Planning For Profits

Written by Joe Driscoll

November 16, 2009

Success was earned by doing, so the natural tendency is to keep on doing. Why change? One reason might be because the opportunities that gave rise to your initial success may change. Other opportunities, better yet, may develop.

Typically, the managers of closely held businesses, often the founders, have excellent survival skills that have enabled their businesses to succeed. They recognize the value of the planning process, but generally feel that they don’t have the time, experience, resources, or patience to plan. These businesses stay in the reactive mode, usually moderately successful, but always vulnerable.

There comes a time when the entrepreneur’s survival skills are no longer a sufficient formula for success. Strategic planning is needed. Strategic planning is not an esoteric luxury for larger corporations with excess dollars to be wasted on staff research. Strategic planning is the blocking and tackling of business. It’s business basics for organizations of all sizes.

Closely held businesses tend to focus on operating problems, which they handle with greater skill and pleasure than activities with delayed feedback, like planning. Many small businesses feel their flexibility and proximity to their customers makes planning superfluous. Others utilize forecasting and budgeting, both of which are planning tools, but not an acceptable substitute for true planning.

Planning is the only means by which a business can truly take control of its own destiny. Strategic planning is the process where a business takes the initial steps towards becoming what it wants to be. Despite the inherent obstacles and natural bias against planning, the smaller corporation must develop methods to effectively plan if it truly wants to be in control.

Planning is carried out to determine what tasks must be accomplished this week, this month, or this year so that the business will be where it wants to be next month, and next year. Planning is not concerned with making certain decisions about an uncertain future. Planning concerns itself with the future impact of today’s decisions.

Small and medium sized businesses have some advantages when it comes to planning. While scientific methods are utilized in the planning process, planning remains more art than science, it is a thinking and creative activity, the results of which are not directly related to the amount of resources expended. The executives in the smaller business are closer to the action. Their ‘feel for the product’ and their ‘pulse on the market’ will often be far more valuable than hours of staff research and expert opinions.

The basics of any planning process can be found in the answers to three questions. Where are we now? Where do we want to go? And how are we going to get there? Planning for the smaller business should include the selection of strategies from realistic options, the allocation of human, physical, and financial resources required to implement the strategies, and the establishment of a control process over the implementation of the strategy.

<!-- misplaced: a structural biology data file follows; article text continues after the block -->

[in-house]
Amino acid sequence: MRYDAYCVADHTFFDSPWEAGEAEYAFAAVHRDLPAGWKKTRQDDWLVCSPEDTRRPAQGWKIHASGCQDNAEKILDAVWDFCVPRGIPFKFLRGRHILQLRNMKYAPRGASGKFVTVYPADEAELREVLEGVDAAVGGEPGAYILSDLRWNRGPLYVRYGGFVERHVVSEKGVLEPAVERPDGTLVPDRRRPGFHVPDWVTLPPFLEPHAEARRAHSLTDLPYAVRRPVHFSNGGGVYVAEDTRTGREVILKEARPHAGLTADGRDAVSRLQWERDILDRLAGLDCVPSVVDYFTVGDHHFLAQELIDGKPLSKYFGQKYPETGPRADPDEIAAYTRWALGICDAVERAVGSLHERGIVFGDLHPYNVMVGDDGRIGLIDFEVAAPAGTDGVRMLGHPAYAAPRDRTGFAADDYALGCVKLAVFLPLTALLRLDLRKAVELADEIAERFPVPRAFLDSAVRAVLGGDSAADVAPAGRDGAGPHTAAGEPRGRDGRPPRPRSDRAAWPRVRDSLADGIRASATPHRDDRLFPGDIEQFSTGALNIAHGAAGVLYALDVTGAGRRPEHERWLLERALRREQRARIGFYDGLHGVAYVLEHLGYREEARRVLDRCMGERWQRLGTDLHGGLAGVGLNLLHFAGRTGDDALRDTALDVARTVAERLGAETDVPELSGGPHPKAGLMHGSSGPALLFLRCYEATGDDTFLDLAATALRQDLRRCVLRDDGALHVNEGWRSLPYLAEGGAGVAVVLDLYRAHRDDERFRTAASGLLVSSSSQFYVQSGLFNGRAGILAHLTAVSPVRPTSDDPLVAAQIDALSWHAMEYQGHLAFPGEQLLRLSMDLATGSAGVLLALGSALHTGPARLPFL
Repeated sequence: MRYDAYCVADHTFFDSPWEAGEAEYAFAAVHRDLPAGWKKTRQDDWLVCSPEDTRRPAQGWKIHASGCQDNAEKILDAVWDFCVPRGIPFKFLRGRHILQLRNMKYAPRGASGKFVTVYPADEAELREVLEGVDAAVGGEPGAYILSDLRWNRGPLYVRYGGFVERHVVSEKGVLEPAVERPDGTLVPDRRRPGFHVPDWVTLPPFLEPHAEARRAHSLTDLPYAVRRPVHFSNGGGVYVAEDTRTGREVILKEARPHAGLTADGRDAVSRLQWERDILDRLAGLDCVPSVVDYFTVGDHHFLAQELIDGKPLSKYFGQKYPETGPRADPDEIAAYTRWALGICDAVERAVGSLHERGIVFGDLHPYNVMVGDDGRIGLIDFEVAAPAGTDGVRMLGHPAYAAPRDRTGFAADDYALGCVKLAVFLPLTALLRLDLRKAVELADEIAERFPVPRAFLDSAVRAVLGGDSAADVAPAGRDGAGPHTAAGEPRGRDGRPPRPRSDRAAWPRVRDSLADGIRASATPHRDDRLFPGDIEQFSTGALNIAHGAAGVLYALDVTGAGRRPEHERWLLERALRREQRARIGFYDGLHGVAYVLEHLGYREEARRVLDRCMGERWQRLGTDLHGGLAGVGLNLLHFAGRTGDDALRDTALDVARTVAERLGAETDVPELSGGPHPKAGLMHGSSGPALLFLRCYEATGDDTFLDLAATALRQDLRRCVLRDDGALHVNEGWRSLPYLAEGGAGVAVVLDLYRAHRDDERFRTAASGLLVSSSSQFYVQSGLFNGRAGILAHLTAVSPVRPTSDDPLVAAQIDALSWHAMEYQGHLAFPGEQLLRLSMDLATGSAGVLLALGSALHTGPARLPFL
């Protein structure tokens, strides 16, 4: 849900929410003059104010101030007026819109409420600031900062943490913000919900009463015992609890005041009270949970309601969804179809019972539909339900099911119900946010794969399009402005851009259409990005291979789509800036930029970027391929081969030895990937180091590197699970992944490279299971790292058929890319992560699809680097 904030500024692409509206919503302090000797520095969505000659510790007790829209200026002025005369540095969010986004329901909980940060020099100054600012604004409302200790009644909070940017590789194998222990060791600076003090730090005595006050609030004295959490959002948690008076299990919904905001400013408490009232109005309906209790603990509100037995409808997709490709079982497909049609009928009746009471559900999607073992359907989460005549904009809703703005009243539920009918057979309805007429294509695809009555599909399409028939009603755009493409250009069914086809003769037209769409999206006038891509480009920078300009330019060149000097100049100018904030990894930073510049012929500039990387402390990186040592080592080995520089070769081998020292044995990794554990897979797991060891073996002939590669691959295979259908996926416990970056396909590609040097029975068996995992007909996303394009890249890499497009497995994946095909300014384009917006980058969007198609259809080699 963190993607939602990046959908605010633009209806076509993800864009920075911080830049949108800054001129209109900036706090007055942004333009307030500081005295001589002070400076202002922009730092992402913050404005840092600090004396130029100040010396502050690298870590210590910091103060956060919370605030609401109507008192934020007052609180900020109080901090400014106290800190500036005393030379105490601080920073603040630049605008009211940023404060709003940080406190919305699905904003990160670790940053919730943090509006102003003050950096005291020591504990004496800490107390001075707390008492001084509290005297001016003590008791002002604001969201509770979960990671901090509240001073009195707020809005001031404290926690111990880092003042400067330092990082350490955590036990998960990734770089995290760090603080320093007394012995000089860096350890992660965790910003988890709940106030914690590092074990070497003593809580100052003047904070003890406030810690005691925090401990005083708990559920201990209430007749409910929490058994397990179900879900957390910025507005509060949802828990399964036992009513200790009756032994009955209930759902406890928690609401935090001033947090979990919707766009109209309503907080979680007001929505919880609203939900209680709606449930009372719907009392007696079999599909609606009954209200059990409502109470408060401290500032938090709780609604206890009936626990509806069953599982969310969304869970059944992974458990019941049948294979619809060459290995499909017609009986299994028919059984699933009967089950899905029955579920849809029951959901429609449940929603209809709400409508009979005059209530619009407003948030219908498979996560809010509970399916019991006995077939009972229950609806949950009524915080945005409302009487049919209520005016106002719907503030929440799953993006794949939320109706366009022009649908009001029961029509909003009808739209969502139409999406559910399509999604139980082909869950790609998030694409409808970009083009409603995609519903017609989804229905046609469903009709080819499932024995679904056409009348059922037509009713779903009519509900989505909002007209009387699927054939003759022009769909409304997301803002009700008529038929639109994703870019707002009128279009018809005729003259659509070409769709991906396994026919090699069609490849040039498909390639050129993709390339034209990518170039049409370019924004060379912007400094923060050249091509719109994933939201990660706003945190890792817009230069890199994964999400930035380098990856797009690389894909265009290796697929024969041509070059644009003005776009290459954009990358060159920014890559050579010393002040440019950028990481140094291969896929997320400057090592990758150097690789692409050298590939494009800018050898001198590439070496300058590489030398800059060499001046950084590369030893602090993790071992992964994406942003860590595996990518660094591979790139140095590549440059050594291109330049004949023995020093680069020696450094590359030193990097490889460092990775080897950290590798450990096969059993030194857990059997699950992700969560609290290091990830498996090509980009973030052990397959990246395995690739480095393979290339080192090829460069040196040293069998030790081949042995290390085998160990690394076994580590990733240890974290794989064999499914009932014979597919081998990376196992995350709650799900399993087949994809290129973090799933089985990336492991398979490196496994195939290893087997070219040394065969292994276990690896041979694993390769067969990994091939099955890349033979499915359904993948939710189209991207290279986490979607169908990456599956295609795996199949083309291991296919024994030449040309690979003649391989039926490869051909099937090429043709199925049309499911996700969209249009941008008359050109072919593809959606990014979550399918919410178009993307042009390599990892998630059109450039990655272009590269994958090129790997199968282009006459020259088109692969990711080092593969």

Strategic planning is the determination of what products or services are to be offered to what potential customers. All the platitudes and generalizations about planning must be brought down to specifics. The starting point is to determine what each company does well and poorly. What are the strengths and weaknesses of the business in the areas of people, products, finances, and markets? Strategic planning typically covers a time period of from three to five years.

Operational planning is the determination of how to run the present business most effectively. It customarily deals with the activities of the current year. Operational planning should include the participation of every manager who will have a role in the implementation of the plan.

A budget is not a plan. Budgets identify revenues and expenses that are expected as a result of a particular course of action.

Many managers see planning as an extension of the budgeting process. In an effort to deal with the uncertainties of the future, managers want to see concrete plans for the future. These plans place an emphasis on numbers and are usually presented in a budget format. This is the opposite of how good planning evolves. It should begin with identification of key issues to which numbers can be later attached.

Because it’s your business, start to deal with the issues that will determine your future before they do. There is no one right way to plan, but there is only one sure way to get control of your destiny and that’s to plan it.

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